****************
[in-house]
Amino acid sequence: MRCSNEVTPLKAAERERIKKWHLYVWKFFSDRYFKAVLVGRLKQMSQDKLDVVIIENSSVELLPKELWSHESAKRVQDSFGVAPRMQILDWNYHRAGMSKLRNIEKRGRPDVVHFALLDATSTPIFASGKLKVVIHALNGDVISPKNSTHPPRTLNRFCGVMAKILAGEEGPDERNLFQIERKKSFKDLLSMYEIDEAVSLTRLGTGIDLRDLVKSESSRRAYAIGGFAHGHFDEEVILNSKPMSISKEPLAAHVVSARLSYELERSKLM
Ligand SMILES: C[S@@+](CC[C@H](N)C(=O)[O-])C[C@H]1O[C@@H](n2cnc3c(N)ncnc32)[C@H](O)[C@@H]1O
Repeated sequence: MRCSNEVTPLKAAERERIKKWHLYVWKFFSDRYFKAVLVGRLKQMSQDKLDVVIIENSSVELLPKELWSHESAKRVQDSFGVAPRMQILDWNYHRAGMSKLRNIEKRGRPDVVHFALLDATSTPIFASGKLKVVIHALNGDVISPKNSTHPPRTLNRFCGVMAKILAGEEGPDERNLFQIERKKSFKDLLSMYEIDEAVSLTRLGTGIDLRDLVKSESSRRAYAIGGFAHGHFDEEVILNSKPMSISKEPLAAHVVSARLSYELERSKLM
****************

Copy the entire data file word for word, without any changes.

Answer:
[in-house]
Amino acid sequence: MRCSNEVTPLKAAERERIKKWHLYVWKFFSDRYFKAVLVGRLKQMSQDKLDVVIIENSSVELLPKELWSHESAKRVQDSFGVAPRMQILDWNYHRAGMSKLRNIEKRGRPDVVHFALLDATSTPIFASGKLKVVIHALNGDVISPKNSTHPPRTLNRFCGVMAKILAGEEGPDERNLFQIERKKSFKDLLSMYEIDEAVSLTRLGTGIDLRDLVKSESSRRAYAIGGFAHGHFDEEVILNSKPMSISKEPLAAHVVSARLSYELERSKLM
Ligand SMILES: C[S@@+](CC[C@H](N)C(=O)[O-])C[C@H]1O[C@@H](n2cnc3c(N)ncnc32)[C@H](O)[C@@H]1O
Repeated sequence: MRCSNEVTPLKAAERERIKKWHLYVWKFFSDRYFKAVLVGRLKQMSQDKLDVVIIENSSVELLPKELWSHESAKRVQDSFGVAPRMQILDWNYHRAGMSKLRNIEKRGRPDVVHFALLDATSTPIFASGKLKVVIHALNGDVISPKNSTHPPRTLNRFCGVMAKILAGEEGPDERNLFQIERKKSFKDLLSMYEIDEAVSLTRLGTGIDLRDLVKSESSRRAYAIGGFAHGHFDEEVILNSKPMSISKEPLAAHVVSARLSYELERSKLM